China’s banking regulator, in his first public comments since the country’s worst cash crunch in at least a decade, said the operations of its lenders would not be disrupted because they have built up sufficient cash reserves.
Banks had about 1.5 trillion yuan (US$244.4 billion) of cash reserves as of Friday that could be used for payment and settlement needs, more than double what is usually required, China Banking Regulatory Commission (CBRC) chairman Shang Fulin (尚福林) said in a speech in Shanghai yesterday.
“The tight liquidity condition on the interbank market has been easing in the last few days,” Shang said at the annual Lujiazui financial conference. “This type of situation won’t affect the banking sector’s smooth operations.”
Chinese bank stocks jumped on Friday after People’s Bank of China Governor Zhou Xiaochuan (周小川) pledged to maintain market stability following a cash squeeze that sent money-market rates to a record. Among buyers of the shares was Temasek Holdings Pte, Singapore’s state-owned investment company, which said on Friday it raised its stake in Hong Kong shares of Industrial and Commercial Bank of China Ltd (ICBC, 中國工商銀行) to 8.07 percent from 7.92 percent.
Shares of ICBC, China’s largest lender by market value, gained 2.7 percent in Hong Kong on Friday. The stock jumped 5.5 percent in Shanghai, the most since November 2010.
The cash crunch on the interbank market exposes “deficiencies” in commercial banks’ liquidity management and their business structures, Shang said.
The next phase of reform in the banking sector will focus on supporting the real economy and risk prevention, he said.
The one-day repurchase rate touched a record 13.91 percent on June 20, before tumbling on signs targeted injections of funds were being used to ease the cash crunch.
The slowing pace of economic growth in China remains within a “reasonable” range and the economy is stable, Zhou told the same forum on Friday in his first comments since the cash crunch. Zhou also sought to soothe concerns of a further deceleration of growth, saying he is fully confident in China’s economic prospects and financial system.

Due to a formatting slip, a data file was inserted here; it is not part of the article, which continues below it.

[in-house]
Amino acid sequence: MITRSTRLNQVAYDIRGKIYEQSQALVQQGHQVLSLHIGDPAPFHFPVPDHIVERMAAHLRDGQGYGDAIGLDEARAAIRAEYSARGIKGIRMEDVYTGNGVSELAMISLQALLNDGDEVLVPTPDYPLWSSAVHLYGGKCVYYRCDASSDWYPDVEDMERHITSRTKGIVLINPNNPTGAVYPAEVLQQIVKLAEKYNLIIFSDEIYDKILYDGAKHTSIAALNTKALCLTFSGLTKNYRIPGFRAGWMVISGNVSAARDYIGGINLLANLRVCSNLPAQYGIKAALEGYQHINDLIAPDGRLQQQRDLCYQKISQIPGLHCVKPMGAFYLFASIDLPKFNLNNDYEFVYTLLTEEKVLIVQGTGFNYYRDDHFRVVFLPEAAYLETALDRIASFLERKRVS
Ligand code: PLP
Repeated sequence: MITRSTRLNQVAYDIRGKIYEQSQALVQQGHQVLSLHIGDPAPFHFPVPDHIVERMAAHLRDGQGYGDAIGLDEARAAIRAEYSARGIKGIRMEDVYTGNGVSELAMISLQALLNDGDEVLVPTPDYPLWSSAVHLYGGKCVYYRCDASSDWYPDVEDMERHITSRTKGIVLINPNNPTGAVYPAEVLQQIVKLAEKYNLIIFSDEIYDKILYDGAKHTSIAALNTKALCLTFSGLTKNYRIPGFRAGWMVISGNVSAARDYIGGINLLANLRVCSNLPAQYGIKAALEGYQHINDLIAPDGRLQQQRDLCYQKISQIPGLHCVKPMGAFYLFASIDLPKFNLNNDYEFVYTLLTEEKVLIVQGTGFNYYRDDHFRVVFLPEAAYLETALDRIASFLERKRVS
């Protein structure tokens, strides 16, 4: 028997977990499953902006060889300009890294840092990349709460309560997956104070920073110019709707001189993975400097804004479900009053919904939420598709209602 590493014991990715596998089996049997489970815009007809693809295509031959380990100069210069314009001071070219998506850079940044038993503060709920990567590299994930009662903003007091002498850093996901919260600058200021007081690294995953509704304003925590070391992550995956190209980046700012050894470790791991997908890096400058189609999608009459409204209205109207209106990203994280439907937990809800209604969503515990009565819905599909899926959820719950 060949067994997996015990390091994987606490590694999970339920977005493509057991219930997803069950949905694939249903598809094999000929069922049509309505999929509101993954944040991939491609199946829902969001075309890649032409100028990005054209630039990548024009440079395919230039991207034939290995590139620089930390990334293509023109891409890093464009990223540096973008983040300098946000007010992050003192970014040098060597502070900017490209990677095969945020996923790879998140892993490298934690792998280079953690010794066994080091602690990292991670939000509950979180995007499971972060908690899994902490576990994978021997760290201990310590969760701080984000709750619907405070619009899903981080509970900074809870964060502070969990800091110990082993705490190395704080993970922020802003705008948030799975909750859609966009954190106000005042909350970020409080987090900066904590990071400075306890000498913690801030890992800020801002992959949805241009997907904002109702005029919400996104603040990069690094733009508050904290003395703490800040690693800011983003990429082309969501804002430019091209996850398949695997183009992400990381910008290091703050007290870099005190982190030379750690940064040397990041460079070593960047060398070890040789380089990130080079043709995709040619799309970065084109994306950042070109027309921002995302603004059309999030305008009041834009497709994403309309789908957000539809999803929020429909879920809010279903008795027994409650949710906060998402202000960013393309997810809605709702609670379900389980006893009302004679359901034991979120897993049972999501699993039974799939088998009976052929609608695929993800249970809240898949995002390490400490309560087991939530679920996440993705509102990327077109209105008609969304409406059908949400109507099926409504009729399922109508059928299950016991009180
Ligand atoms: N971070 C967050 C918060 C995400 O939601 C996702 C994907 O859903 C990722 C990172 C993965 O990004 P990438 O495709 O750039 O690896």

China’s banks have been stable and healthy this year, Shang said. They had set aside 2.8 yuan for every one yuan of soured assets at the end of last month as the industry’s non-performing loan ratio rose to 1.03 percent, he said.
The nation’s economy is in a transitional phase and risks associated with slowing economic growth, loans to local governments as well as the property sector are “controllable,” Shang said.
The nation’s banks had 9.59 trillion yuan of outstanding loans to local government financing vehicles at the end of March, while loans to the property industry stood at 13 trillion yuan at the end of April, he said. The nonperforming loans ratio was at 0.14 percent at the end of March, Shang said.
A recent review by the National Audit Office indicated that total local government direct and guaranteed debt may have risen 13 percent to 12.1 trillion yuan by the end of last year from the end of 2010, according to Moody’s Investors Service, citing its own calculations based on data in the auditor’s report that showed a 13 percent increase in the debts of a sample of 36 local authorities.
The banking sector’s non-performing loans climbed by 33.6 billion yuan in the three months ended March 31, to 526.5 billion yuan.
That sixth straight quarterly gain marked the longest deterioration streak in at least nine years, according to data released by the banking regulator.